Patient: Is it laparoscopic surgery?
Doctor: Yes, we do this laparoscopically in almost every situation.
Patient: Is that standard now, to do the surgery laparoscopically?
Patient: What are the advantages of doing it that way?
Doctor: There is generally less discomfort and quicker healing, because the incisions are much smaller than in open surgery. Even though the incisions are smaller, it’s the same operation.
Patient: And the scars are smaller?
Doctor: Yes. We will make four or five very small incisions in your abdomen, each one about half an inch long.
Patient: What is the success rate of the surgery?
Doctor: For laparoscopic fundoplication, the success rate is approximately 95 percent. Typically patients have good relief of their GERD symptoms for years after their operation.
Patient: So it is not a permanent solution?
Doctor: It depends on your individual case. Suppose you gain more weight, or have forceful vomiting soon after surgery. This may weaken the repair. Most have long-lasting relief of their heartburn, and only a small percentage of patients need occasional antacids or acid blockers.
Patient: What if I don’t have the surgery?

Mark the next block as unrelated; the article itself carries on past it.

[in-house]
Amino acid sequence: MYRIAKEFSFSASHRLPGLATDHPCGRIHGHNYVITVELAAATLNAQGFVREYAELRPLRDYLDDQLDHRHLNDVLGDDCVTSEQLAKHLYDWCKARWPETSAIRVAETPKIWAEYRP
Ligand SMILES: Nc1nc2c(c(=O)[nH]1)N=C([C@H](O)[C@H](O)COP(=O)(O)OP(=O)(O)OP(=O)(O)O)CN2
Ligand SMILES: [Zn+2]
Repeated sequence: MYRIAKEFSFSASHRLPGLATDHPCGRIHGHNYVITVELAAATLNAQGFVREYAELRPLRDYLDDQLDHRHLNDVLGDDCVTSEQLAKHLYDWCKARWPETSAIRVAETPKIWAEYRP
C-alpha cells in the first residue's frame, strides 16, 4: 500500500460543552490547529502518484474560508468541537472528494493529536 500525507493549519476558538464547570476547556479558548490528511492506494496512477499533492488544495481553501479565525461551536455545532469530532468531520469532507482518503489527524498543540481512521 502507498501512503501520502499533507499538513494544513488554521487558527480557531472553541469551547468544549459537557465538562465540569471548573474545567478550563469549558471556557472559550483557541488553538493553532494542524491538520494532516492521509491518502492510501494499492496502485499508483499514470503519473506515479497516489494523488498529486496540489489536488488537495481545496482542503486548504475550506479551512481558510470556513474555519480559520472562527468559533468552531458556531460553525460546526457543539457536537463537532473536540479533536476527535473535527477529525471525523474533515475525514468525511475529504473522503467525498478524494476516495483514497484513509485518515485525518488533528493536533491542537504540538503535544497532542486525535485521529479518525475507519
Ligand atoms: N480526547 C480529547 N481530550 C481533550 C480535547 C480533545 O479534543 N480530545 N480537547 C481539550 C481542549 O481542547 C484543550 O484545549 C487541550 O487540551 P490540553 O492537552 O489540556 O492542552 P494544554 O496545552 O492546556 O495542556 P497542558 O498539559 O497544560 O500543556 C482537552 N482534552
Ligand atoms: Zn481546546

Doctor: If the lining of the esophagus is burned and inflamed over a long period of time, there can be changes in the cells, and those changes can become precancerous. That is a condition called Barrett’s esophagus. If this were to happen, you would need to come in periodically to get your esophagus checked for this. If you did not have the surgery, we could continue to try to control the reflux with medication. Weight loss will definitely help.
Patient: What are the side effects of taking the medication for a long time?
Doctor: Mainly that the symptoms are not well controlled; but there may be a problem with continuing reflux, even if it’s not acid. Some believe that reflux of non-acid stomach contents is more dangerous in the long term than acid reflux. It may be that bile reflux from the stomach is more closely associated with cancer than acid.
Patient: I understand. If I do have the surgery, will I need to stay in the hospital overnight?
Doctor: Yes. Most patients stay at least one night in the hospital.
Patient: How long does the operation take?
Doctor: It takes about two hours for me—of course, you’ll take more time to go to sleep, wake up, etc.
Patient: What are the risks?
Doctor: First, there are risks to the anesthesia. You will have general anesthesia and there is the chance that you will have a reaction to the anesthesia or that you will have trouble breathing.
Patient: Are there other risks?
Doctor: From the surgery itself, there is a risk of bleeding or infection, and the possibility of injury to the tissues around the stomach and esophagus We do everything we can to minimize these and other risks. If there is an infection, we will give you antibiotics to treat it.
Patient: And what complications could there be afterward?